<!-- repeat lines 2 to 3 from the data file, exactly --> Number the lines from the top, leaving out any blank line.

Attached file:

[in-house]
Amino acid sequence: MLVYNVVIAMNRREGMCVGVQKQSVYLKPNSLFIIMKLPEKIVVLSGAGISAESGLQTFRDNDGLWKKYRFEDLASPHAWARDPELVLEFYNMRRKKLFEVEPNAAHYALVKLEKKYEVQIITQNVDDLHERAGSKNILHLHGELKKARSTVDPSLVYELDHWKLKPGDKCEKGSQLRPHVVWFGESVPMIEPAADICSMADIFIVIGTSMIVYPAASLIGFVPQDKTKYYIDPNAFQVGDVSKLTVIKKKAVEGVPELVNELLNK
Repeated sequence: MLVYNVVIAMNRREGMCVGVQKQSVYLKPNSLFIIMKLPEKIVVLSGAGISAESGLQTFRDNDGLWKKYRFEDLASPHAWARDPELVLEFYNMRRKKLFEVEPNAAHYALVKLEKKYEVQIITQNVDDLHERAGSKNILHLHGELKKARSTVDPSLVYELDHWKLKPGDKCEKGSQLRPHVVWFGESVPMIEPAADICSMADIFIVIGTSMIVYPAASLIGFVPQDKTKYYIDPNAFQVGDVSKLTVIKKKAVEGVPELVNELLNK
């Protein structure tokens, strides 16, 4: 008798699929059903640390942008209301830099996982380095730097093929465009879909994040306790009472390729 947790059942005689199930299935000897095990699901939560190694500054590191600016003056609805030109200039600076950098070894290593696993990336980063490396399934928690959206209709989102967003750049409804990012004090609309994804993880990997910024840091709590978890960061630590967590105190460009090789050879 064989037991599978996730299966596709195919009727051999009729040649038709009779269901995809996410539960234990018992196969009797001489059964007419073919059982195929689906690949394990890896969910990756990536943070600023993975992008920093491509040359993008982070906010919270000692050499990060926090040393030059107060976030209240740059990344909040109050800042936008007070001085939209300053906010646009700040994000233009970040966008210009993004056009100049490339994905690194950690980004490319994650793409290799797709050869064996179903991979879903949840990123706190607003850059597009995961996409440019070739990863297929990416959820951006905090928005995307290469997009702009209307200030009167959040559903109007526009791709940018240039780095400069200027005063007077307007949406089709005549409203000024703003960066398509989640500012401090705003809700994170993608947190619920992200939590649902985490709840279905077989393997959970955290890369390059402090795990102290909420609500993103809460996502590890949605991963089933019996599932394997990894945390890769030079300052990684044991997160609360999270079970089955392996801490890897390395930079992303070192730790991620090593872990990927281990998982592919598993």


Amino acid sequence: MLVYNVVIAMNRREGMCVGVQKQSVYLKPNSLFIIMKLPEKIVVLSGAGISAESGLQTFRDNDGLWKKYRFEDLASPHAWARDPELVLEFYNMRRKKLFEVEPNAAHYALVKLEKKYEVQIITQNVDDLHERAGSKNILHLHGELKKARSTVDPSLVYELDHWKLKPGDKCEKGSQLRPHVVWFGESVPMIEPAADICSMADIFIVIGTSMIVYPAASLIGFVPQDKTKYYIDPNAFQVGDVSKLTVIKKKAVEGVPELVNELLNK
Repeated sequence: MLVYNVVIAMNRREGMCVGVQKQSVYLKPNSLFIIMKLPEKIVVLSGAGISAESGLQTFRDNDGLWKKYRFEDLASPHAWARDPELVLEFYNMRRKKLFEVEPNAAHYALVKLEKKYEVQIITQNVDDLHERAGSKNILHLHGELKKARSTVDPSLVYELDHWKLKPGDKCEKGSQLRPHVVWFGESVPMIEPAADICSMADIFIVIGTSMIVYPAASLIGFVPQDKTKYYIDPNAFQVGDVSKLTVIKKKAVEGVPELVNELLNK